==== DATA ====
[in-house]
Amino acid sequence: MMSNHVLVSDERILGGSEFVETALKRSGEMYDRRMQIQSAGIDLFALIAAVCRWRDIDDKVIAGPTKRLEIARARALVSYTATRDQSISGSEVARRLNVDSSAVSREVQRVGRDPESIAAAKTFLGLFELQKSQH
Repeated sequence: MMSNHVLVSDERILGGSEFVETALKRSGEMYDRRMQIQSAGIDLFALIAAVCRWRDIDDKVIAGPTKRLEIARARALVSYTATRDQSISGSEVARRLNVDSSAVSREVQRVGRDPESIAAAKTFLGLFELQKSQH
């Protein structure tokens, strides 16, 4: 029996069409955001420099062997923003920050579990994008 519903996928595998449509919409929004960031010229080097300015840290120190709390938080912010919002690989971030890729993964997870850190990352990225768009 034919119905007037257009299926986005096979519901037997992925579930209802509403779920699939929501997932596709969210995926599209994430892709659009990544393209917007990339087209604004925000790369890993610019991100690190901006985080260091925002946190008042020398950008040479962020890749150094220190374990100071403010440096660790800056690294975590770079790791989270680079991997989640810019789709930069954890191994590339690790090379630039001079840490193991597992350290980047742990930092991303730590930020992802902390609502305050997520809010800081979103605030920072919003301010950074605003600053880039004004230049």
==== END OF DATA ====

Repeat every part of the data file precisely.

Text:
[in-house]
Amino acid sequence: MMSNHVLVSDERILGGSEFVETALKRSGEMYDRRMQIQSAGIDLFALIAAVCRWRDIDDKVIAGPTKRLEIARARALVSYTATRDQSISGSEVARRLNVDSSAVSREVQRVGRDPESIAAAKTFLGLFELQKSQH
Repeated sequence: MMSNHVLVSDERILGGSEFVETALKRSGEMYDRRMQIQSAGIDLFALIAAVCRWRDIDDKVIAGPTKRLEIARARALVSYTATRDQSISGSEVARRLNVDSSAVSREVQRVGRDPESIAAAKTFLGLFELQKSQH
């Protein structure tokens, strides 16, 4: 029996069409955001420099062997923003920050579990994008 519903996928595998449509919409929004960031010229080097300015840290120190709390938080912010919002690989971030890729993964997870850190990352990225768009 034919119905007037257009299926986005096979519901037997992925579930209802509403779920699939929501997932596709969210995926599209994430892709659009990544393209917007990339087209604004925000790369890993610019991100690190901006985080260091925002946190008042020398950008040479962020890749150094220190374990100071403010440096660790800056690294975590770079790791989270680079991997989640810019789709930069954890191994590339690790090379630039001079840490193991597992350290980047742990930092991303730590930020992802902390609502305050997520809010800081979103605030920072919003301010950074605003600053880039004004230049």